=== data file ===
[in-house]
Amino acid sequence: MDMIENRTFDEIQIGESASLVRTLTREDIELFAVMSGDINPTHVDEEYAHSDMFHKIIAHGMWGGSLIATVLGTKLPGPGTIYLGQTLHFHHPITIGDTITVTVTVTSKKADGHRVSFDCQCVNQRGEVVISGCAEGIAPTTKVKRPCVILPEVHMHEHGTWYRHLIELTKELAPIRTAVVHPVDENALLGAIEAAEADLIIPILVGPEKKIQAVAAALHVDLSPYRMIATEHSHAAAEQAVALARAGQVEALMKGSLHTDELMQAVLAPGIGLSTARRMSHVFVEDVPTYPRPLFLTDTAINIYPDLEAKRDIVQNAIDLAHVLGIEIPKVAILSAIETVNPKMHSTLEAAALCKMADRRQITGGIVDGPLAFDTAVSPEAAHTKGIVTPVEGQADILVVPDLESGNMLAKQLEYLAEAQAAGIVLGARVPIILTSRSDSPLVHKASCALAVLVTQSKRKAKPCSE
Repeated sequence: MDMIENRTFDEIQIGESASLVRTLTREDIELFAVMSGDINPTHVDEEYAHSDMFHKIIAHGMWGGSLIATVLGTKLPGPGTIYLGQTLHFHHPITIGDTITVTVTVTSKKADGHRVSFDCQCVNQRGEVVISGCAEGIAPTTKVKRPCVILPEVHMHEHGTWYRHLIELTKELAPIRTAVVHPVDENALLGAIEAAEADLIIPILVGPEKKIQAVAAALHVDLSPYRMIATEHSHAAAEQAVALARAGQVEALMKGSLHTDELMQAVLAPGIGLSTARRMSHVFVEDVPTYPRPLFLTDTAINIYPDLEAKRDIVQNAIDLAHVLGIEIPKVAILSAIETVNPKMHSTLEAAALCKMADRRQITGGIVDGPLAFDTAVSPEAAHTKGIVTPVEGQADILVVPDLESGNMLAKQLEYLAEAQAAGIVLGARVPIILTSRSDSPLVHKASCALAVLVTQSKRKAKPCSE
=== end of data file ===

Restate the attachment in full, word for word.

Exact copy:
[in-house]
Amino acid sequence: MDMIENRTFDEIQIGESASLVRTLTREDIELFAVMSGDINPTHVDEEYAHSDMFHKIIAHGMWGGSLIATVLGTKLPGPGTIYLGQTLHFHHPITIGDTITVTVTVTSKKADGHRVSFDCQCVNQRGEVVISGCAEGIAPTTKVKRPCVILPEVHMHEHGTWYRHLIELTKELAPIRTAVVHPVDENALLGAIEAAEADLIIPILVGPEKKIQAVAAALHVDLSPYRMIATEHSHAAAEQAVALARAGQVEALMKGSLHTDELMQAVLAPGIGLSTARRMSHVFVEDVPTYPRPLFLTDTAINIYPDLEAKRDIVQNAIDLAHVLGIEIPKVAILSAIETVNPKMHSTLEAAALCKMADRRQITGGIVDGPLAFDTAVSPEAAHTKGIVTPVEGQADILVVPDLESGNMLAKQLEYLAEAQAAGIVLGARVPIILTSRSDSPLVHKASCALAVLVTQSKRKAKPCSE
Repeated sequence: MDMIENRTFDEIQIGESASLVRTLTREDIELFAVMSGDINPTHVDEEYAHSDMFHKIIAHGMWGGSLIATVLGTKLPGPGTIYLGQTLHFHHPITIGDTITVTVTVTSKKADGHRVSFDCQCVNQRGEVVISGCAEGIAPTTKVKRPCVILPEVHMHEHGTWYRHLIELTKELAPIRTAVVHPVDENALLGAIEAAEADLIIPILVGPEKKIQAVAAALHVDLSPYRMIATEHSHAAAEQAVALARAGQVEALMKGSLHTDELMQAVLAPGIGLSTARRMSHVFVEDVPTYPRPLFLTDTAINIYPDLEAKRDIVQNAIDLAHVLGIEIPKVAILSAIETVNPKMHSTLEAAALCKMADRRQITGGIVDGPLAFDTAVSPEAAHTKGIVTPVEGQADILVVPDLESGNMLAKQLEYLAEAQAAGIVLGARVPIILTSRSDSPLVHKASCALAVLVTQSKRKAKPCSE